At one point, unsolicited my wife and 5 year old son and 1 year old daughter started chanting “Golden Tate, Golden Tate!” pleading for him to get the ball when the Lions were on offense. It was super cute to see my daughter who talks but doesn’t know too many words saying this.

I was clinging to a slight lead and game flow took Hightower out of the game mostly. As I watched the Lions fumble away a few possessions that Tate could’ve had opportunities and the Lions DST unable to force punts to Tate as the returner (we get punt return yards for individual players in our league), I knew this was going to come down to the wire.

With five minutes left and me clinging to an ironic .26 point lead (basically the Week 12 margin of defeat), I paced around knowing that if Hightower got one more carry I would lose. I made it basically to the end of the game where the Lions were running out the clock unscathed. Alas, they didn’t have the ability to run off the entire clock and in came Matt Prater to kick a chip-shot field goal to end the game. Prater then missed, and I knew anything could happen.

The Saints had a few plays left and surely would be setting up for a Hail Mary after gaining a little bit of yardage. Initially seeing C.J. Spiller as the receiving back in the game, I figured I was fine. On a play with 14 seconds left, Drew Brees looked and pump faked at Hightower, but threw elsewhere. With six seconds left to go, folks in my league (including Pesavento) were congratulating me on the win.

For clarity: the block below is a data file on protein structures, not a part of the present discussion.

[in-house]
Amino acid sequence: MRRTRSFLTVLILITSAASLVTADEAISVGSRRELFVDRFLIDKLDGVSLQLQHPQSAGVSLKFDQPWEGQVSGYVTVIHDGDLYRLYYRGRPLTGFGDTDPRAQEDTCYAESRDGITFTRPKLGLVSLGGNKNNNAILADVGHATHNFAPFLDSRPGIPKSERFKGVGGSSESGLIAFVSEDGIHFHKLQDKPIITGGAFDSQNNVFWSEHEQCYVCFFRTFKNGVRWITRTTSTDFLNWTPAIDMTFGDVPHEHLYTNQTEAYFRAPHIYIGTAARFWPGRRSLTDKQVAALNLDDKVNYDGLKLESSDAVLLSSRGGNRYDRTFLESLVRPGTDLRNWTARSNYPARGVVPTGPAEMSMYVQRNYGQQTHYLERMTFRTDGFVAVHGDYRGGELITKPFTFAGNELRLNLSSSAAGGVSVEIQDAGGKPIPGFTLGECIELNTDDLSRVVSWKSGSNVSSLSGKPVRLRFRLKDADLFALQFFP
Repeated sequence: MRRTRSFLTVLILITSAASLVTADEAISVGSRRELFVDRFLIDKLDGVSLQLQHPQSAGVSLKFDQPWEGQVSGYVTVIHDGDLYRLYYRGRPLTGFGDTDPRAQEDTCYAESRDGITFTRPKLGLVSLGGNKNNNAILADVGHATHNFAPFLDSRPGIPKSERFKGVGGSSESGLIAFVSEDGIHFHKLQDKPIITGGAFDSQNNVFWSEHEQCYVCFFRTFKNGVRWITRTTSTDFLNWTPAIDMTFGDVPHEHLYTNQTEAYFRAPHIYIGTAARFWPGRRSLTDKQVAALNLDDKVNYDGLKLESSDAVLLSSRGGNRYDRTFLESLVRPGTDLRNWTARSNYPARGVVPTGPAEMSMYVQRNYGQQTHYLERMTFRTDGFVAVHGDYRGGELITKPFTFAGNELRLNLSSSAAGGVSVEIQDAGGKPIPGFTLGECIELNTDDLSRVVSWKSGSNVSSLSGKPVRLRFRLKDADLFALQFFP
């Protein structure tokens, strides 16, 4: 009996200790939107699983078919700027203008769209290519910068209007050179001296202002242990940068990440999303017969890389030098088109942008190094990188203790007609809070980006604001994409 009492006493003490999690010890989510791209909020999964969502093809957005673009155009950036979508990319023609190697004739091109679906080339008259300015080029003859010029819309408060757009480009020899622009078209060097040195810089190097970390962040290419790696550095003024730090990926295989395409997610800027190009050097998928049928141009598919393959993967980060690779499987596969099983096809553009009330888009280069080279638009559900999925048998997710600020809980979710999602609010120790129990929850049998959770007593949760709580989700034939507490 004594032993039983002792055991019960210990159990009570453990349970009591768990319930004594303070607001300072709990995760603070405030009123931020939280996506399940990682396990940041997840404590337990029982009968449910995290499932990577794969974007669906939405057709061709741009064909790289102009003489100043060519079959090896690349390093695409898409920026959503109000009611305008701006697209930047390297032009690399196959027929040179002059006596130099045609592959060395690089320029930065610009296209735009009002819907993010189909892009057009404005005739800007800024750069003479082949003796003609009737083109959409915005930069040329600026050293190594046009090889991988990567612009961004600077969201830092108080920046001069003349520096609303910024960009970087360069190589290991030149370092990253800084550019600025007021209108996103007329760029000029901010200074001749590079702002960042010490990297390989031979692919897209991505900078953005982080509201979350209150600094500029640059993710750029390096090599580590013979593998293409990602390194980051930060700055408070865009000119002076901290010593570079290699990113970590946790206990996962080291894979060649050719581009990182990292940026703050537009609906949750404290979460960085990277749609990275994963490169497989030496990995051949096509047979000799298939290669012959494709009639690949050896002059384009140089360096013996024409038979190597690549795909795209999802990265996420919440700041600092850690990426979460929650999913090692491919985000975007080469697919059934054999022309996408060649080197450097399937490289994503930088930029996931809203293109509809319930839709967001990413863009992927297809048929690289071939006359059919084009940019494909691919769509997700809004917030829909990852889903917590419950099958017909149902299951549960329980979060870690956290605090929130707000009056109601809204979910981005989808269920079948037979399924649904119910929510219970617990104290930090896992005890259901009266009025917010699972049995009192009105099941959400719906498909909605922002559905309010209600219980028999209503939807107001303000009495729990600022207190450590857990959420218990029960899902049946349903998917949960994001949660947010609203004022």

Talk about Dewey vs. Truman. The last play should have been a Hail Mary. Instead, Brees decided to pad his completion percentage and throw a dump-off to Hightower. The yardage didn’t matter-I had lost after overcoming a deficit, in another crushing close defeat to Pesavento. Again on the last play of the game.
I wish this writing was fiction and not fact. I had seemingly overcome some poor performances by Green, T.Y. Hilton (who I started over Danny Woodhead based on recent history, Matt Hasselback starting, and Hilton’s history against Houston). I think back to all the dynamics of the matchup- Beckham not getting ejected and missing a for sure deep touchdown early in the game, two straight fade routes to Gronk in the end zone late in the Patriots/Titans game that came up just short, pass interference calls covering my Randall Cobb in the end zone, the Broncos late interception, and finally Hightower’s catch with the Saints down 8 points on the last play of the last game of the week, and I realize that the Reality Sports Online holy grail is a temptress. I easily could have lost by 50 points, won by 20 points or won by .26 points, but instead I lost by a few points and now wish Pesavento good luck in the finals (without Beckham and potentially Jeffery) while I play Wendell for third-place this week.

Only a combination of luck, health, and solid roster moves will result in winning this thing and I hope that my championship window with the same core I have locked up through 2016 will bring me better results next year. There’s always next year.

Please feel free to reach out to me with similar stories, start/sit questions for your big week 16 championship, or to call me a fraud via Twitter @Mattgoody2.